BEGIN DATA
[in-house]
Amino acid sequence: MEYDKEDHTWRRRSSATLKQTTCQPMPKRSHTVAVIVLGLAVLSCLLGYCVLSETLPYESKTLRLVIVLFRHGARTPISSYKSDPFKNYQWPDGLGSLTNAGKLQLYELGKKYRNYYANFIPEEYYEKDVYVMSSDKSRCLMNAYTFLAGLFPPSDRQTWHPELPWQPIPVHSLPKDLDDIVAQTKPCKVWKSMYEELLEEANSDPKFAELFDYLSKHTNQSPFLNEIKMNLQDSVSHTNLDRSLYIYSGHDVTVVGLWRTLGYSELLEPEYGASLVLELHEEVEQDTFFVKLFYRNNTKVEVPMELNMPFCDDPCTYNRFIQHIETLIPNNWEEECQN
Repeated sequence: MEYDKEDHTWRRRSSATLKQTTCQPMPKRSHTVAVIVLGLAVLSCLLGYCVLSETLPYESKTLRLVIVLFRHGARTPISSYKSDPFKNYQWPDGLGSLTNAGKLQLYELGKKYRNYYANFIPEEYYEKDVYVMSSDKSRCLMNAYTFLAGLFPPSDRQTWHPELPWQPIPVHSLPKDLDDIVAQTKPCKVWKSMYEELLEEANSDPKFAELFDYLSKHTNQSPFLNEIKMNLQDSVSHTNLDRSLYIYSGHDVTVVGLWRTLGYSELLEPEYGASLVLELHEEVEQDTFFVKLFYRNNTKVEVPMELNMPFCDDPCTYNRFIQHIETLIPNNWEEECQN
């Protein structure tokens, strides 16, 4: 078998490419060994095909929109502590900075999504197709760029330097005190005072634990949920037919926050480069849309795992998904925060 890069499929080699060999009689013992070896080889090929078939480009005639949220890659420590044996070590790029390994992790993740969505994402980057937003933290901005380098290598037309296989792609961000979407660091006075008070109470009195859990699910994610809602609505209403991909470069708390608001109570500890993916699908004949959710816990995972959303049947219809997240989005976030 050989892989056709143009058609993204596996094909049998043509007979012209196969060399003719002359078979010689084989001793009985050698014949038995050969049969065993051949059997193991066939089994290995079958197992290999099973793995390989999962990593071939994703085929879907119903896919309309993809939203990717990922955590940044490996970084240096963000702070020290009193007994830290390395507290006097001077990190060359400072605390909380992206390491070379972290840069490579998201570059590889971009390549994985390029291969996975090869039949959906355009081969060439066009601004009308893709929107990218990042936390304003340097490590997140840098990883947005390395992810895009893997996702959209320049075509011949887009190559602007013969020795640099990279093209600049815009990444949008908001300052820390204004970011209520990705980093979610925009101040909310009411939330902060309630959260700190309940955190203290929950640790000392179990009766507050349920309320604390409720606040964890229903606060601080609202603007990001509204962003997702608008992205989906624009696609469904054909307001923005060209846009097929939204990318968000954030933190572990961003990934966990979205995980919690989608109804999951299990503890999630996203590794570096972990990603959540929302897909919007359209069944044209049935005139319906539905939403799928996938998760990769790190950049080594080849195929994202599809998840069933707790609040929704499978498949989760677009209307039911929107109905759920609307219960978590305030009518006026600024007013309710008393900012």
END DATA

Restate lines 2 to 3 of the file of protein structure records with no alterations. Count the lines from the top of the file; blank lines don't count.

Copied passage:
Amino acid sequence: MEYDKEDHTWRRRSSATLKQTTCQPMPKRSHTVAVIVLGLAVLSCLLGYCVLSETLPYESKTLRLVIVLFRHGARTPISSYKSDPFKNYQWPDGLGSLTNAGKLQLYELGKKYRNYYANFIPEEYYEKDVYVMSSDKSRCLMNAYTFLAGLFPPSDRQTWHPELPWQPIPVHSLPKDLDDIVAQTKPCKVWKSMYEELLEEANSDPKFAELFDYLSKHTNQSPFLNEIKMNLQDSVSHTNLDRSLYIYSGHDVTVVGLWRTLGYSELLEPEYGASLVLELHEEVEQDTFFVKLFYRNNTKVEVPMELNMPFCDDPCTYNRFIQHIETLIPNNWEEECQN
Repeated sequence: MEYDKEDHTWRRRSSATLKQTTCQPMPKRSHTVAVIVLGLAVLSCLLGYCVLSETLPYESKTLRLVIVLFRHGARTPISSYKSDPFKNYQWPDGLGSLTNAGKLQLYELGKKYRNYYANFIPEEYYEKDVYVMSSDKSRCLMNAYTFLAGLFPPSDRQTWHPELPWQPIPVHSLPKDLDDIVAQTKPCKVWKSMYEELLEEANSDPKFAELFDYLSKHTNQSPFLNEIKMNLQDSVSHTNLDRSLYIYSGHDVTVVGLWRTLGYSELLEPEYGASLVLELHEEVEQDTFFVKLFYRNNTKVEVPMELNMPFCDDPCTYNRFIQHIETLIPNNWEEECQN